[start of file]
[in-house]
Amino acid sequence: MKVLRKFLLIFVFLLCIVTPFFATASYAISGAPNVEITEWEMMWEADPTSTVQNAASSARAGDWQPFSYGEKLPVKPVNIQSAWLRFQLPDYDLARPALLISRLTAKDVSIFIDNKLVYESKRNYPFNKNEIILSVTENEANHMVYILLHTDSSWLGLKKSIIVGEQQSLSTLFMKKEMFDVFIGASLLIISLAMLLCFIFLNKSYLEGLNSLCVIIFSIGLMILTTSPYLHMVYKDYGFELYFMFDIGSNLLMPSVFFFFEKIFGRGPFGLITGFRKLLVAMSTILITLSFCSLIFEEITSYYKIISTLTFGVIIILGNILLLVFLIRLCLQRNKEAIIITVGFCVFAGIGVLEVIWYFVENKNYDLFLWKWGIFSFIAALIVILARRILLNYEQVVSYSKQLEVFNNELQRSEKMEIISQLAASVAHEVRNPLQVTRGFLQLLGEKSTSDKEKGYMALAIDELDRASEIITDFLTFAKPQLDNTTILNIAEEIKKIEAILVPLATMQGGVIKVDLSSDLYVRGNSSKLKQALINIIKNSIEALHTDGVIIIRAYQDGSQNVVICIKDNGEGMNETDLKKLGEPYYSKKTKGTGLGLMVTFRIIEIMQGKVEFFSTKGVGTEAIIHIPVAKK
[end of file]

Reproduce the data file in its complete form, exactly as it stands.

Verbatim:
[in-house]
Amino acid sequence: MKVLRKFLLIFVFLLCIVTPFFATASYAISGAPNVEITEWEMMWEADPTSTVQNAASSARAGDWQPFSYGEKLPVKPVNIQSAWLRFQLPDYDLARPALLISRLTAKDVSIFIDNKLVYESKRNYPFNKNEIILSVTENEANHMVYILLHTDSSWLGLKKSIIVGEQQSLSTLFMKKEMFDVFIGASLLIISLAMLLCFIFLNKSYLEGLNSLCVIIFSIGLMILTTSPYLHMVYKDYGFELYFMFDIGSNLLMPSVFFFFEKIFGRGPFGLITGFRKLLVAMSTILITLSFCSLIFEEITSYYKIISTLTFGVIIILGNILLLVFLIRLCLQRNKEAIIITVGFCVFAGIGVLEVIWYFVENKNYDLFLWKWGIFSFIAALIVILARRILLNYEQVVSYSKQLEVFNNELQRSEKMEIISQLAASVAHEVRNPLQVTRGFLQLLGEKSTSDKEKGYMALAIDELDRASEIITDFLTFAKPQLDNTTILNIAEEIKKIEAILVPLATMQGGVIKVDLSSDLYVRGNSSKLKQALINIIKNSIEALHTDGVIIIRAYQDGSQNVVICIKDNGEGMNETDLKKLGEPYYSKKTKGTGLGLMVTFRIIEIMQGKVEFFSTKGVGTEAIIHIPVAKK